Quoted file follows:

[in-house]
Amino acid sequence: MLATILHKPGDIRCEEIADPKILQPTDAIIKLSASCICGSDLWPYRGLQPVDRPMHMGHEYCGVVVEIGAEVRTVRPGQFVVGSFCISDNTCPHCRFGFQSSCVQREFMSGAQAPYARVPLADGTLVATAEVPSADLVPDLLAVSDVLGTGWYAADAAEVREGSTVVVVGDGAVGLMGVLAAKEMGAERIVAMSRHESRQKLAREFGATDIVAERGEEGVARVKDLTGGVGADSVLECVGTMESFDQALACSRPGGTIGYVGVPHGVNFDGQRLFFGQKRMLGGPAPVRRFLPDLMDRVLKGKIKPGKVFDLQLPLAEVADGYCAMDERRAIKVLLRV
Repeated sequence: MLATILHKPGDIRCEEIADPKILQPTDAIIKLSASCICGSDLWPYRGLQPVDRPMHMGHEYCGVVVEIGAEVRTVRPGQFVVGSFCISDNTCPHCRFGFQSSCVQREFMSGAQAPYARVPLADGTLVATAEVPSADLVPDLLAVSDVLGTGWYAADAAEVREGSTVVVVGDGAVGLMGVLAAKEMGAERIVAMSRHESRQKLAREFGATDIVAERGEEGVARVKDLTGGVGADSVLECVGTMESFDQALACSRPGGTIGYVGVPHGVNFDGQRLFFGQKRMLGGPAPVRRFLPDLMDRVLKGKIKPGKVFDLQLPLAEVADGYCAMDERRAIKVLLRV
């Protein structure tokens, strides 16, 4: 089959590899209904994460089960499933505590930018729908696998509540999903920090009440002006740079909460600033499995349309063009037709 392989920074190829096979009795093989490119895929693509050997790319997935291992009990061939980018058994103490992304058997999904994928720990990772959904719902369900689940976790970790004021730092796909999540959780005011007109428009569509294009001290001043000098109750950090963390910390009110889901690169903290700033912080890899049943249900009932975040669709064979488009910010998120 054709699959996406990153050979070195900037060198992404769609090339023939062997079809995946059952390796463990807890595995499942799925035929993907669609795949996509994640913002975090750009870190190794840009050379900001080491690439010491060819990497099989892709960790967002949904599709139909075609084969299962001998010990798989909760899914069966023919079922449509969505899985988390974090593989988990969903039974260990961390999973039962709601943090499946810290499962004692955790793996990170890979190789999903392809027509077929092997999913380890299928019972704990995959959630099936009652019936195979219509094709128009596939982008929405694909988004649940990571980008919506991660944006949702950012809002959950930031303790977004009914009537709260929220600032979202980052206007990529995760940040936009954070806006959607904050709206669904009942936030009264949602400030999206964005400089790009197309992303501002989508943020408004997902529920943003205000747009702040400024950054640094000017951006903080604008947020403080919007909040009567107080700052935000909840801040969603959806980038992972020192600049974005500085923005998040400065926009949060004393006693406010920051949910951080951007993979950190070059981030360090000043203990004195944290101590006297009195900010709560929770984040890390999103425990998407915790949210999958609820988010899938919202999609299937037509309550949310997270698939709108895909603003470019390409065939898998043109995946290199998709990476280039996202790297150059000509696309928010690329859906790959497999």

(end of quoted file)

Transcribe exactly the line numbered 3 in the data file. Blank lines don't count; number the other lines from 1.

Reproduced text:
Repeated sequence: MLATILHKPGDIRCEEIADPKILQPTDAIIKLSASCICGSDLWPYRGLQPVDRPMHMGHEYCGVVVEIGAEVRTVRPGQFVVGSFCISDNTCPHCRFGFQSSCVQREFMSGAQAPYARVPLADGTLVATAEVPSADLVPDLLAVSDVLGTGWYAADAAEVREGSTVVVVGDGAVGLMGVLAAKEMGAERIVAMSRHESRQKLAREFGATDIVAERGEEGVARVKDLTGGVGADSVLECVGTMESFDQALACSRPGGTIGYVGVPHGVNFDGQRLFFGQKRMLGGPAPVRRFLPDLMDRVLKGKIKPGKVFDLQLPLAEVADGYCAMDERRAIKVLLRV